Reimagining their cult classic, former PRETTY THINGS fortify it in the process to take far beyond the original concept.
In 1970, when Phil May-led hairy bunch delivered their fifth LP, it sounded like a relic from a couple of years before but it was meant to be that way - a wail for the sunshine dream falling to pieces as reflected through acoustic lace, silky harmonies and some riffs. Four decades on, four musicians who played in the band at the time of "Parachute" release decided to try and land the album somewhere else, yet primary vocalist May, having given his blessings and additional lyrics, bailed out. Perhaps, for good as rougher pipes of Wally Waller whose bass carried the original carcass and keyboardist Jon Povey give a "Reborn" cut the edge which was only hinted at initially, with an abbreviation of the "ex-PRETTY THINGS" moniker quite fitting to the compacted ensemble.
Such maturity suits them, and the material, fine, "The Good Mister Square" acquiring the seasoned, rather than simply nostalgic, solemnity to rise spiritually from folky strum to the bluesy roll courtesy of Pete Tolson's guitar, while "Sickle Clowns" sounds so dirty as to pack a heartbreaking threat that only a life lived can bring forth. Now, years in the wilderness turn into expanded heavy roar-cum-chant through the organ-moisted "Cries From The Midnight Circus" and "What's The Use" which has been elongated by good six minutes and given a delicate, if muscular, six-string acoustic solo. And if "In The Air" reveals previously well-hidden sensual textures in its muggy midst, a sitar-like coating and newly fashioned boogie piano line make "Miss Fay Regrets" jollier than ever. All this lends the album monolithic quality and a valorous panache. Waller's bass comes to surface only on the neatly orchestrated "Grass" that's certainly greener this side of the rock century, and the luxurious harmonies of "Parachute" underpinned with Skip Alan's moving drum-work show the veterans' youthful zip in all its glory - as does the catchy "She's A Lover".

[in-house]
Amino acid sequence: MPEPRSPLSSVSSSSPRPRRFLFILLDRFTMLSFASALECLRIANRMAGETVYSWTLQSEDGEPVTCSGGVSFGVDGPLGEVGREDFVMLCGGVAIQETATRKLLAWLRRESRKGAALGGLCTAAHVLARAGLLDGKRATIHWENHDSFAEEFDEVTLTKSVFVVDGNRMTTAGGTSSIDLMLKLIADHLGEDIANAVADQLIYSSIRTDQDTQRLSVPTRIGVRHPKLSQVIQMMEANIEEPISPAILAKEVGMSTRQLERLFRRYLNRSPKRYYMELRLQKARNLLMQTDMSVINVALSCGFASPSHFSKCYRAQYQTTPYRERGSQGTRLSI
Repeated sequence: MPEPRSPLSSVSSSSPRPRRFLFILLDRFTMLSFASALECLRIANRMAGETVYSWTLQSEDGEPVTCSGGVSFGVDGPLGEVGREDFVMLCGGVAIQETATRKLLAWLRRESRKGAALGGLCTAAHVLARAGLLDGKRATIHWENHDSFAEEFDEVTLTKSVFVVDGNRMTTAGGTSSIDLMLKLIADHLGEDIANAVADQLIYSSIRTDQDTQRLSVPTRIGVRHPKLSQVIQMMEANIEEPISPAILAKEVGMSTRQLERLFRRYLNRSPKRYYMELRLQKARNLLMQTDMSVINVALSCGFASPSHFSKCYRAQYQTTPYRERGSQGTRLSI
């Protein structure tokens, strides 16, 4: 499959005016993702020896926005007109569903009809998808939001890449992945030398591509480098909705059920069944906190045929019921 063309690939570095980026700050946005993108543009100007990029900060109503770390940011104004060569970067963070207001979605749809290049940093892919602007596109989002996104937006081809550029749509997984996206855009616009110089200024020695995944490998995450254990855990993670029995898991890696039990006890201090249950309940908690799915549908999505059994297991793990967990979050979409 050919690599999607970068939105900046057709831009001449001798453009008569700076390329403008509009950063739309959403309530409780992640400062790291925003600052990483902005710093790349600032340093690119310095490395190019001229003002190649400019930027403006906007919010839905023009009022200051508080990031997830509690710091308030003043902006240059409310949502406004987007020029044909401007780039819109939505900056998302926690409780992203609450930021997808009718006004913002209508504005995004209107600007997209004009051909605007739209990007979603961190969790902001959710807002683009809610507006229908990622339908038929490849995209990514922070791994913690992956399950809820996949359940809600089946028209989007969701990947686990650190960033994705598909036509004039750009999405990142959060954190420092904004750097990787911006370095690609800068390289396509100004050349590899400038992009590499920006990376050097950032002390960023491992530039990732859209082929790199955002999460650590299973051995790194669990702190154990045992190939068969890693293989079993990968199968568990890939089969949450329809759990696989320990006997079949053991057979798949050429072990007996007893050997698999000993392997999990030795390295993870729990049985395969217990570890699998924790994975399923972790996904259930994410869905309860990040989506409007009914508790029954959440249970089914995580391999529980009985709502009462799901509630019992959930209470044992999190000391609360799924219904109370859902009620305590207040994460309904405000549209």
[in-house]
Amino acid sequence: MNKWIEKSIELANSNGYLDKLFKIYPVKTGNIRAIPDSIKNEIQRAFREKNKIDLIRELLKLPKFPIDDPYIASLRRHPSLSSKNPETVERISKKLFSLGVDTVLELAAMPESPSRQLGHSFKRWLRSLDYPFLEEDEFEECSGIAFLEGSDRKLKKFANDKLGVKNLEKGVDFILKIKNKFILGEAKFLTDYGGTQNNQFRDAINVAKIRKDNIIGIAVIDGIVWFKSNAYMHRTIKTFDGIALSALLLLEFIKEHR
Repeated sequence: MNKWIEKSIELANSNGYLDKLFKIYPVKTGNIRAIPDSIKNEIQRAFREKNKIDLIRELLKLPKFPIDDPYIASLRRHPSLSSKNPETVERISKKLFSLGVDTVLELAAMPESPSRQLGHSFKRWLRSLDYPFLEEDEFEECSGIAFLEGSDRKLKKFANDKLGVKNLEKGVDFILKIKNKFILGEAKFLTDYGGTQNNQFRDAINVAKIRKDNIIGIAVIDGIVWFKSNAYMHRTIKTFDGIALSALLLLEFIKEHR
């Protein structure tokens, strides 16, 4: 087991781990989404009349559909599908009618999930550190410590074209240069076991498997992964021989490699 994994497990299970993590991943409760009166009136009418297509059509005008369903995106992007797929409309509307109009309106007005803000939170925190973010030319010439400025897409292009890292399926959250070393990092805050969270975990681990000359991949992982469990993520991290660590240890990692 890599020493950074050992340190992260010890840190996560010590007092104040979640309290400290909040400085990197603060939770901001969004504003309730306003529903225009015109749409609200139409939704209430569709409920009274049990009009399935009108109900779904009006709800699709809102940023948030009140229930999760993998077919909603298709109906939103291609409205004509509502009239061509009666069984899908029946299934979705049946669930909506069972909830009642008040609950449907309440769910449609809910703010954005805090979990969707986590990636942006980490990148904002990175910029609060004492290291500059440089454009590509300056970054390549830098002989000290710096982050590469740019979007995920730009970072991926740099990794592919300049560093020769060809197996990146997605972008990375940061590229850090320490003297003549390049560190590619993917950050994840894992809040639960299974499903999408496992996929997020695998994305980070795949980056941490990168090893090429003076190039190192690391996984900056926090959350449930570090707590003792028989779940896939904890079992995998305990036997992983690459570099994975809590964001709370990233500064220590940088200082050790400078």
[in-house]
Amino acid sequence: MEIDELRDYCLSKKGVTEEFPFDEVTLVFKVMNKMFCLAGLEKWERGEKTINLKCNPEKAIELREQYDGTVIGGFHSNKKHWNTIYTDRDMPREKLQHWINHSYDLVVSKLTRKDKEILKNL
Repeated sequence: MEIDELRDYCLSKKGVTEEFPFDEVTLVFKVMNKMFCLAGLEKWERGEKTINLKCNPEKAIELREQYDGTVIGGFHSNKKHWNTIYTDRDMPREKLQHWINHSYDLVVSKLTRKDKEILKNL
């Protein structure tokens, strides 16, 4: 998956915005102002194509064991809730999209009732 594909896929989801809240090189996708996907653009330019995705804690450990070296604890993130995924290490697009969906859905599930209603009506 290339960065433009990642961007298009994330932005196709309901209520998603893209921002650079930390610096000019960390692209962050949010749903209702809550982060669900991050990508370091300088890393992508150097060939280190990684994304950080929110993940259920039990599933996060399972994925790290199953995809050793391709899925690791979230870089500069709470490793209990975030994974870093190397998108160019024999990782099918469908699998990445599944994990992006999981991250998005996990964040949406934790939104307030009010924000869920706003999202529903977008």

It's what inspired the group to not only build on the classic foundation but to add to it a couple of new songs, brimful of optimism. One of these, "Here We Go Again", spiking airy drift with a pinch of reggae, gives a hope there can be more from this band. Welcome back, then.